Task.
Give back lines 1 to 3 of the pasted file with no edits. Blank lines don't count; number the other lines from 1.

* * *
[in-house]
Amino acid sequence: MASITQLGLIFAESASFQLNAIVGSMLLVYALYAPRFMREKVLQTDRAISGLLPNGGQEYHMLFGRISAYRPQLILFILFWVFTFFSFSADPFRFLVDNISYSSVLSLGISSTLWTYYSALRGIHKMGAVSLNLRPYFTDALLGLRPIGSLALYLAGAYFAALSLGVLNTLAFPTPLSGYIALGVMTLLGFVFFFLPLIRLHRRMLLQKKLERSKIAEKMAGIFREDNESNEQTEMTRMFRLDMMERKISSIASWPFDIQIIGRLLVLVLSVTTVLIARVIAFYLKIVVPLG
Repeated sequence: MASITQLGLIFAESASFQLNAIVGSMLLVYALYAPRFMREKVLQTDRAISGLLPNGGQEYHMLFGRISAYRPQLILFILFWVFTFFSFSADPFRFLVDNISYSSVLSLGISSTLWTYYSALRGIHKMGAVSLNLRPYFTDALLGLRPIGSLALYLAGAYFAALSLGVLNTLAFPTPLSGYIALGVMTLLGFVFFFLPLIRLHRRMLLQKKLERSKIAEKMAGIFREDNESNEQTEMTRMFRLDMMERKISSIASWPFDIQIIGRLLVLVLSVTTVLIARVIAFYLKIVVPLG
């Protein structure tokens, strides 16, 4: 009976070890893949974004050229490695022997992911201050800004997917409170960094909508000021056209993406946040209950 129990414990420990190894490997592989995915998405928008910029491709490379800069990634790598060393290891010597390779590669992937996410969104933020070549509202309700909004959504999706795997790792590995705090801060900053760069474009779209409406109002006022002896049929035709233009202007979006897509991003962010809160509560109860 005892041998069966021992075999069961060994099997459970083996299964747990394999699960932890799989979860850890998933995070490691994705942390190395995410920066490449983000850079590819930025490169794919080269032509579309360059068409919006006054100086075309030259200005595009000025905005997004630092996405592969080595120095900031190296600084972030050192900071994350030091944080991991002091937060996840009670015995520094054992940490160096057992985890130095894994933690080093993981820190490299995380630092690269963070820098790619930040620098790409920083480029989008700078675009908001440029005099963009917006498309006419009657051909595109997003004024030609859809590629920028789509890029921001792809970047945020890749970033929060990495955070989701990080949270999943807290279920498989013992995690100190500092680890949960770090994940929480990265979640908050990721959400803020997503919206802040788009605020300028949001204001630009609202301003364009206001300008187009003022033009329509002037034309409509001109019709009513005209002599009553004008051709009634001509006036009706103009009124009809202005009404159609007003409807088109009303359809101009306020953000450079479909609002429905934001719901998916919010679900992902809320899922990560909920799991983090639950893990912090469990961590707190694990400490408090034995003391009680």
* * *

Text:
[in-house]
Amino acid sequence: MASITQLGLIFAESASFQLNAIVGSMLLVYALYAPRFMREKVLQTDRAISGLLPNGGQEYHMLFGRISAYRPQLILFILFWVFTFFSFSADPFRFLVDNISYSSVLSLGISSTLWTYYSALRGIHKMGAVSLNLRPYFTDALLGLRPIGSLALYLAGAYFAALSLGVLNTLAFPTPLSGYIALGVMTLLGFVFFFLPLIRLHRRMLLQKKLERSKIAEKMAGIFREDNESNEQTEMTRMFRLDMMERKISSIASWPFDIQIIGRLLVLVLSVTTVLIARVIAFYLKIVVPLG
Repeated sequence: MASITQLGLIFAESASFQLNAIVGSMLLVYALYAPRFMREKVLQTDRAISGLLPNGGQEYHMLFGRISAYRPQLILFILFWVFTFFSFSADPFRFLVDNISYSSVLSLGISSTLWTYYSALRGIHKMGAVSLNLRPYFTDALLGLRPIGSLALYLAGAYFAALSLGVLNTLAFPTPLSGYIALGVMTLLGFVFFFLPLIRLHRRMLLQKKLERSKIAEKMAGIFREDNESNEQTEMTRMFRLDMMERKISSIASWPFDIQIIGRLLVLVLSVTTVLIARVIAFYLKIVVPLG